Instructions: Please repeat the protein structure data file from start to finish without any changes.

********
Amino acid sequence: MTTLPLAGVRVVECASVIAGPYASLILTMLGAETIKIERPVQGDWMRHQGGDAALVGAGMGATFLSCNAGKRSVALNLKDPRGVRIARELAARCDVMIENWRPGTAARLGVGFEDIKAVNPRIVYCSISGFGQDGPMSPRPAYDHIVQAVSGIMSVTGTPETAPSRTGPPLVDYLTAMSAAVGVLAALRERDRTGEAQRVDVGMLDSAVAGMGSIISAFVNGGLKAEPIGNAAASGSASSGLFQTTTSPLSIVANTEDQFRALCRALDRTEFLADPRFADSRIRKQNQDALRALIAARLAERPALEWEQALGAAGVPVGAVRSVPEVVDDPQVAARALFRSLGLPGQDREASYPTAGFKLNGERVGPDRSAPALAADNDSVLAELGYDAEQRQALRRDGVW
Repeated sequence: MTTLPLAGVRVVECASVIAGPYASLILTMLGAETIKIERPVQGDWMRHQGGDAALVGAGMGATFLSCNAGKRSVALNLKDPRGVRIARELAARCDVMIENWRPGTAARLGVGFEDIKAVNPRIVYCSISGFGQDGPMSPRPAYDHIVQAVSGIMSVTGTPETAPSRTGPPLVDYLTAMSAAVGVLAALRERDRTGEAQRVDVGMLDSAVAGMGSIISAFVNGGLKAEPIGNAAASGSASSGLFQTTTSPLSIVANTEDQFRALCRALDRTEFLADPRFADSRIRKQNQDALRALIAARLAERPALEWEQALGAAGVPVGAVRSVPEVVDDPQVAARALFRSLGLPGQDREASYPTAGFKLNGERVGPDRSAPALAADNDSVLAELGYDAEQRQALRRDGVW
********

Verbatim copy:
Amino acid sequence: MTTLPLAGVRVVECASVIAGPYASLILTMLGAETIKIERPVQGDWMRHQGGDAALVGAGMGATFLSCNAGKRSVALNLKDPRGVRIARELAARCDVMIENWRPGTAARLGVGFEDIKAVNPRIVYCSISGFGQDGPMSPRPAYDHIVQAVSGIMSVTGTPETAPSRTGPPLVDYLTAMSAAVGVLAALRERDRTGEAQRVDVGMLDSAVAGMGSIISAFVNGGLKAEPIGNAAASGSASSGLFQTTTSPLSIVANTEDQFRALCRALDRTEFLADPRFADSRIRKQNQDALRALIAARLAERPALEWEQALGAAGVPVGAVRSVPEVVDDPQVAARALFRSLGLPGQDREASYPTAGFKLNGERVGPDRSAPALAADNDSVLAELGYDAEQRQALRRDGVW
Repeated sequence: MTTLPLAGVRVVECASVIAGPYASLILTMLGAETIKIERPVQGDWMRHQGGDAALVGAGMGATFLSCNAGKRSVALNLKDPRGVRIARELAARCDVMIENWRPGTAARLGVGFEDIKAVNPRIVYCSISGFGQDGPMSPRPAYDHIVQAVSGIMSVTGTPETAPSRTGPPLVDYLTAMSAAVGVLAALRERDRTGEAQRVDVGMLDSAVAGMGSIISAFVNGGLKAEPIGNAAASGSASSGLFQTTTSPLSIVANTEDQFRALCRALDRTEFLADPRFADSRIRKQNQDALRALIAARLAERPALEWEQALGAAGVPVGAVRSVPEVVDDPQVAARALFRSLGLPGQDREASYPTAGFKLNGERVGPDRSAPALAADNDSVLAELGYDAEQRQALRRDGVW